Particle size distributions, size concentration relationships, and adherence to hands of selected geologic media derived from mining, smelting, and quarrying activities.
Bergstrom-C; Shirai-J; Kissel-J
Sci Total Environ 2011 Sep; 409(20):4247-4256
Hand-to-mouth activity, especially in children, is a potentially significant pathway of exposure to soil contaminants. Hand-mouthing behavior is of particular concern in areas impacted by mining, smelting, and quarrying activities as these activities may lead to elevated levels of heavy metals in soil. In order to estimate potential exposures to contaminated geologic media attributable to hand-to-mouth contact, it is useful to characterize adherence of those media to skin, as contaminant concentrations in adhered media may differ greatly from unfractionated, whole media concentrations. Such an investigation has been undertaken to aid estimation of exposures to arsenic, cadmium, lead, and zinc in nine different geologic media collected in the Pacific Northwest region of the United States. After establishing the particle size distribution of each medium (fractions < 63 Ám, 63-150 Ám, 150-250 Ám, and 250 Ám-2mm were determined) and target elemental concentrations within each particle size fraction, an active handling protocol involving six volunteers was conducted. Wet media always adhered to a greater extent than dry media and adhered media generally had higher elemental concentrations than bulk media. Regression analyses suggest smaller particle fractions may have higher elemental concentrations. Results of application of a maximum likelihood estimation technique generally indicate that handling of dry media leads to preferential adherence of smaller particle sizes, while handling of wet media does not. Because adhered material can differ greatly in particle size distribution from that found in bulk material, use of bulk concentrations in exposure calculations may lead to poor estimation of actual exposures. Since lead has historically been a metal of particular concern, EPA's Integrated Exposure Uptake Biokinetic (IEUBK) Model was used to examine the potential consequences of evaluating ingestion of the selected media assuming concentrations in adhering versus bulk media.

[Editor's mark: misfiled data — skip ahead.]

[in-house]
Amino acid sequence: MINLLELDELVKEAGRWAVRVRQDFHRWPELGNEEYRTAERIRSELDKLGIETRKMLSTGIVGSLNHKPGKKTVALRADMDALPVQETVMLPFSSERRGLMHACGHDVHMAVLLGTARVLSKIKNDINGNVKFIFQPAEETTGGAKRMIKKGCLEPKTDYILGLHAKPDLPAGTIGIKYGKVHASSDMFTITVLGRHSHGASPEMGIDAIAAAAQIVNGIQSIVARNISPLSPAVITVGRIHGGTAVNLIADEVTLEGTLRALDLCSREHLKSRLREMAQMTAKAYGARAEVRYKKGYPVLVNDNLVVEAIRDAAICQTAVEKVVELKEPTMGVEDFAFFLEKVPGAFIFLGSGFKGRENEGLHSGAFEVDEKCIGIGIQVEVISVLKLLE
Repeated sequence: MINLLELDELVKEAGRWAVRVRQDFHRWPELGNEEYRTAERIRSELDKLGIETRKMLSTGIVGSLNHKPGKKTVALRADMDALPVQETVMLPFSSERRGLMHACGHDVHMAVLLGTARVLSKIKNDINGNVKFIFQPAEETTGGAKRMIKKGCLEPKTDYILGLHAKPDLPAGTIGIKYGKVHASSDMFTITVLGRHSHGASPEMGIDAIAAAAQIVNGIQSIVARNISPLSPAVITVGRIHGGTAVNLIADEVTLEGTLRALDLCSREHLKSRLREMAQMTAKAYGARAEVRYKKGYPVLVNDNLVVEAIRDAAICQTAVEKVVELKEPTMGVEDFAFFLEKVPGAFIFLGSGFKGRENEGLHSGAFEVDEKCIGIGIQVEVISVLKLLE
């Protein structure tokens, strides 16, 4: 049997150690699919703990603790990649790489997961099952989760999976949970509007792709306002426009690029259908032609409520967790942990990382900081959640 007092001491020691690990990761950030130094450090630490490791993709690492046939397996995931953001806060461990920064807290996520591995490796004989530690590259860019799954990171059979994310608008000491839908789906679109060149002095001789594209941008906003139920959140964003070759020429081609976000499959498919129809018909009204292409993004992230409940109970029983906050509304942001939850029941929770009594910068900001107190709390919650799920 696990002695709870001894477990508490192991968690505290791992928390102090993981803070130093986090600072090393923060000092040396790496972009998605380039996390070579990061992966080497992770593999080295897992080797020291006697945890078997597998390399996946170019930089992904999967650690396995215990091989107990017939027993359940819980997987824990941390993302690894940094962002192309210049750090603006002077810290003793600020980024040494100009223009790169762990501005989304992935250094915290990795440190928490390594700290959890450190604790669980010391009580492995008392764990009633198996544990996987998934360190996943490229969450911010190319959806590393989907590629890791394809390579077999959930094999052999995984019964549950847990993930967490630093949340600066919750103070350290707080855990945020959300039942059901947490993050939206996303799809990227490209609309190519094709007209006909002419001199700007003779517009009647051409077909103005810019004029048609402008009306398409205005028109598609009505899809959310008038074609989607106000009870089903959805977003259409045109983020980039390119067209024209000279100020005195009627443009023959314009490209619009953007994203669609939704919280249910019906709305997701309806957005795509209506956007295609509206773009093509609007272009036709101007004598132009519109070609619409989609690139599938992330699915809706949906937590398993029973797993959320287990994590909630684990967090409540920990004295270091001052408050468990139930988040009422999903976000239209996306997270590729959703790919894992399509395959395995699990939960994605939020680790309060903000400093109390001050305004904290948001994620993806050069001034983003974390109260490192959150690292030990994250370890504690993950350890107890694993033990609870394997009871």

Environmental-contamination; Environmental-exposure; Environmental-hazards; Environmental-pollution; Soil-bacteria; Soil-sampling; Heavy-metal-poisoning; Heavy-metals; Geology; Exposure-assessment; Biokinetics; Metal-compounds; Metal-dusts; Metals; Skin-exposure; Particulate-dust; Particulates; Metal-mining;
Author Keywords: Dermal; Adherence; Soil; Metals
John Kissel, 4225 Roosevelt Way NE Ste. 100, Box 354695, Seattle, WA 98105, USA
7440-38-2; 7440-43-9; 7439-92-1; 7440-66-6
Science of the Total Environment
University of Washington